To fully understand this formula and why I think it’s a better option, I want you to go read this article I love how she explains why you shouldn’t charge your wholesale price unless you are selling to a wholesale account! Don’t cut yourself short just to “break-in” to the market (e.g. selling to customers at wholesale prices). This will only get people used to cheap prices, and it will be difficult to raise them later on, jeopardizing your chances of ever making your business profitable. It’s better to redesign or reject pieces that don’t cover their costs.
4. Market research
This is a very important part of coming to your final prices. I am always looking at what others are selling their products for, and how successfully they are actually selling them. Search the web and visit stores that are carrying similar products to what you make and take note of what they are selling them for. It’s important to keep your pricing within a reasonable range of what’s already on the market. I tend to start with the highest price that I think the market will bear; it’s easier to lower a price slightly than to raise it. Also, ask for help from friends and co-workers. What would they pay for a piece of your jewellery? Examine past experiences. Have you tried to sell your work at a certain price without success? Did your work sell quickly? Look at past sales and evaluate what works and what doesn’t. I am constantly tweaking my pricing to find that sweet spot. Another great idea is to ask someone else who makes and sells jewellery to evaluate your prices. Sometimes our peers see our strengths and weaknesses better than you might be able to, and having an educated second opinion can be very helpful.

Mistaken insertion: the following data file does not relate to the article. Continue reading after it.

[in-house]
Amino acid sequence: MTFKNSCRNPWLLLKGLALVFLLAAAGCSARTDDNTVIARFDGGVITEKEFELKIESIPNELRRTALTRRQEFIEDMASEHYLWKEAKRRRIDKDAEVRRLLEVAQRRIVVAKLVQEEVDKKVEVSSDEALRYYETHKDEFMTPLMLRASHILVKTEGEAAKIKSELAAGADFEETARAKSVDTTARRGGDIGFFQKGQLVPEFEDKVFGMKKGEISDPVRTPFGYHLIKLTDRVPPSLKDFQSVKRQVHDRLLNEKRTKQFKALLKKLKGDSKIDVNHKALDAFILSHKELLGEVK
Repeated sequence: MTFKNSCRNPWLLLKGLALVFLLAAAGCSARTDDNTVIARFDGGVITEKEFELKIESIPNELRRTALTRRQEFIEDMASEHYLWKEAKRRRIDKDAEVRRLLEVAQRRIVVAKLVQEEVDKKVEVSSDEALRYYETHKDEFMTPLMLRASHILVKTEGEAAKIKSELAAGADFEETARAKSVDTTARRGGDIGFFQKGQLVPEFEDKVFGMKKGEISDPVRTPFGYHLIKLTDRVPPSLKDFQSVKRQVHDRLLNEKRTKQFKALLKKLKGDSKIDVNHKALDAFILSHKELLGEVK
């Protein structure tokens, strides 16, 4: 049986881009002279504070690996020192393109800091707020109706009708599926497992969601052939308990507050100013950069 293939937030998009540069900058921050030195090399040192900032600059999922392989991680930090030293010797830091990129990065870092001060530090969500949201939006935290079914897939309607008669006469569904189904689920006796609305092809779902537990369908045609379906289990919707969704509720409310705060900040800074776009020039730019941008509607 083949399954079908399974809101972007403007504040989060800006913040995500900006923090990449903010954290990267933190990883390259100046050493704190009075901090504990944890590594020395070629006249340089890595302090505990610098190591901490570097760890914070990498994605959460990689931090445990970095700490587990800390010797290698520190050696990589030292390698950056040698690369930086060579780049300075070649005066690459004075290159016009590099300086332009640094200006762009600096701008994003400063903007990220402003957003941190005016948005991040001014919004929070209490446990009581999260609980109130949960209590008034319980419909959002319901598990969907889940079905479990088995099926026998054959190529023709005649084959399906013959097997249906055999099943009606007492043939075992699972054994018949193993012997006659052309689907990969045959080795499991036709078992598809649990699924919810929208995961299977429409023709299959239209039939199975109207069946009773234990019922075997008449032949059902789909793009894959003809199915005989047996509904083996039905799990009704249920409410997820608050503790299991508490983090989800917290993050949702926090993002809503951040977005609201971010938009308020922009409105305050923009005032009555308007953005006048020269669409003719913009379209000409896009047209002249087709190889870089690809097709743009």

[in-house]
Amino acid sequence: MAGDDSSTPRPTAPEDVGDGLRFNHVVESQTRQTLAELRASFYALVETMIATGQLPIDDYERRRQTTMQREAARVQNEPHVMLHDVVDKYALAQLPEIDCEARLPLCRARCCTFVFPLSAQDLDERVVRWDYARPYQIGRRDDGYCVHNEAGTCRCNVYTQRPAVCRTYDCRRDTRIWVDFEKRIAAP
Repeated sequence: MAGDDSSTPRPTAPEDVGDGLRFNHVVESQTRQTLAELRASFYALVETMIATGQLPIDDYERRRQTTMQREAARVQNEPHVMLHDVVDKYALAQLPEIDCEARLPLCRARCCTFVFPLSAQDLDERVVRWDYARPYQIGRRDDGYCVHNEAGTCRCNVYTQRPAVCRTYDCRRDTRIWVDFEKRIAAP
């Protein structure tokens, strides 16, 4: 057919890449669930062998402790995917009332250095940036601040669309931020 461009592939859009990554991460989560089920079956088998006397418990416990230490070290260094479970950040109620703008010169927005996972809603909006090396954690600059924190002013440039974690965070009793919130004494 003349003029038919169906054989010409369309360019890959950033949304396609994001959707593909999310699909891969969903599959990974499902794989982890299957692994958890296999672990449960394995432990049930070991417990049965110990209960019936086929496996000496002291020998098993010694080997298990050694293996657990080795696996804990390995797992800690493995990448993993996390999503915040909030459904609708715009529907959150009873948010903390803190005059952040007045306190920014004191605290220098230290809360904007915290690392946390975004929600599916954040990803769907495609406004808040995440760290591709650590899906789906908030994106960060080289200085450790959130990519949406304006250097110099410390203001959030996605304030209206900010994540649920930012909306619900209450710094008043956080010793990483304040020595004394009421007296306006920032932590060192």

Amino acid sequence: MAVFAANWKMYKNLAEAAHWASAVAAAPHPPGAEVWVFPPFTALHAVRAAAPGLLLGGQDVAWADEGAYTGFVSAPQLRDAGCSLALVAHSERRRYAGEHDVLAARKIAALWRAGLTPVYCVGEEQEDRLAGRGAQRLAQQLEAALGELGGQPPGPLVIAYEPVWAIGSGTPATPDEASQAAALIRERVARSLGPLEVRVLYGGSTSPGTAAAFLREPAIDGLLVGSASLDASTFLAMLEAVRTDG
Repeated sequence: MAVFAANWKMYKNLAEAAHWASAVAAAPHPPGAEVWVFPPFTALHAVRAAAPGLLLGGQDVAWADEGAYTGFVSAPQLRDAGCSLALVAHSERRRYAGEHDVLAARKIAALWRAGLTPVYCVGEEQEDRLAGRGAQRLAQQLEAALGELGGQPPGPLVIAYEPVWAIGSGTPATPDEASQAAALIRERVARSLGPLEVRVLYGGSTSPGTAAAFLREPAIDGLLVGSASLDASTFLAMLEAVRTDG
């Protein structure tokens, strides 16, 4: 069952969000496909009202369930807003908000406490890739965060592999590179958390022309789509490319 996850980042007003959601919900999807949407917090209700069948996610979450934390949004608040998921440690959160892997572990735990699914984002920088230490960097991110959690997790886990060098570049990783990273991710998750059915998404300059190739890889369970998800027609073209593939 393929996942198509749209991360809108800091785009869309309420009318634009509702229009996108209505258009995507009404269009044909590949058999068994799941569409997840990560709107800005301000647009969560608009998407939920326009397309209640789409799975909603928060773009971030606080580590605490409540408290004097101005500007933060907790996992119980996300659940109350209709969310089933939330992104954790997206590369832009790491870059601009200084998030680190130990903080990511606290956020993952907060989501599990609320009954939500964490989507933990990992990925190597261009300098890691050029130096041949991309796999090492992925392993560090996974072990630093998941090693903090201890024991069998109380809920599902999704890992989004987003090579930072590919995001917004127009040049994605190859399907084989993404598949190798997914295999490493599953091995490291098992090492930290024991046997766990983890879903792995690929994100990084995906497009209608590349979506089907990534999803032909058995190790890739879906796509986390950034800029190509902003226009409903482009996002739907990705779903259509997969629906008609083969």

There is also the whole psychology of pricing. I’m definitely not an expert on this matter. I do know however that it’s important to keep your prices consistent. If your prices end in .99 then make sure they all do. I choose to end all of my prices with a 2 or an 8 (not sure exactly why, maybe I like 2’s and 8’s) but I am consistent.
It is imperative that each one of us takes a step back once in a while to look at the big picture. Not only to make sure that our work is going in the direction we want, but to make sure we eliminate the things that aren’t working for us. This includes re-evaluating pricing and determining whether or not certain pieces are worth making.
6. The big picture
When pricing your work, there are so many factors to consider. Spend a couple of minutes and think about where you want to be at the end of this year, five years from now, 10? You don’t have to decide right now if this is the ‘career’ for you, but if you want to see growth and sustainability, and ultimately profitability, then making sure you include everything in your pricing is imperative. Remember that you are the CEO, the production department, designer, marketing department, salesperson, accountant, and janitor! I wouldn’t do all those jobs for no pay!
What you charge for your work is up to you in the end and when all is said and done, you need to be confident with your prices and feel comfortable charging them. Don’t be afraid to try. Get your work out there and give it a shot. Remember the greatest failure is the failure to try!